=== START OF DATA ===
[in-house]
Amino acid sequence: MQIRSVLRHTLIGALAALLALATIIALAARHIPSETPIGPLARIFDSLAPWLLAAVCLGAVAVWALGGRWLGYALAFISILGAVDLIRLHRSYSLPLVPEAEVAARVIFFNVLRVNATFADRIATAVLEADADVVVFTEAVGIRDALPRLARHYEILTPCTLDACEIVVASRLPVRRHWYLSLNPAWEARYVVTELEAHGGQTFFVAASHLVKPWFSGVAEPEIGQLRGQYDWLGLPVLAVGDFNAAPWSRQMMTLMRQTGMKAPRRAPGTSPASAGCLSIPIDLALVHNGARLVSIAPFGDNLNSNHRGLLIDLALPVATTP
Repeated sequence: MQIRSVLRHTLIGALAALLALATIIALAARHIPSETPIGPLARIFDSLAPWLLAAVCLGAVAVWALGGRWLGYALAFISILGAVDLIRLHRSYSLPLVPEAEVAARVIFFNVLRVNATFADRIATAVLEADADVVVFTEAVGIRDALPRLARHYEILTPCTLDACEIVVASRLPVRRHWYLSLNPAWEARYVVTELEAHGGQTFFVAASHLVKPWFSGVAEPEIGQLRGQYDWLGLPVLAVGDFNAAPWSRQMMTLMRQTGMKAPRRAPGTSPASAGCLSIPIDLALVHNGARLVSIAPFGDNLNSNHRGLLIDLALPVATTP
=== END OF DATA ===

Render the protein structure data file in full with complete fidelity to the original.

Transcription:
[in-house]
Amino acid sequence: MQIRSVLRHTLIGALAALLALATIIALAARHIPSETPIGPLARIFDSLAPWLLAAVCLGAVAVWALGGRWLGYALAFISILGAVDLIRLHRSYSLPLVPEAEVAARVIFFNVLRVNATFADRIATAVLEADADVVVFTEAVGIRDALPRLARHYEILTPCTLDACEIVVASRLPVRRHWYLSLNPAWEARYVVTELEAHGGQTFFVAASHLVKPWFSGVAEPEIGQLRGQYDWLGLPVLAVGDFNAAPWSRQMMTLMRQTGMKAPRRAPGTSPASAGCLSIPIDLALVHNGARLVSIAPFGDNLNSNHRGLLIDLALPVATTP
Repeated sequence: MQIRSVLRHTLIGALAALLALATIIALAARHIPSETPIGPLARIFDSLAPWLLAAVCLGAVAVWALGGRWLGYALAFISILGAVDLIRLHRSYSLPLVPEAEVAARVIFFNVLRVNATFADRIATAVLEADADVVVFTEAVGIRDALPRLARHYEILTPCTLDACEIVVASRLPVRRHWYLSLNPAWEARYVVTELEAHGGQTFFVAASHLVKPWFSGVAEPEIGQLRGQYDWLGLPVLAVGDFNAAPWSRQMMTLMRQTGMKAPRRAPGTSPASAGCLSIPIDLALVHNGARLVSIAPFGDNLNSNHRGLLIDLALPVATTP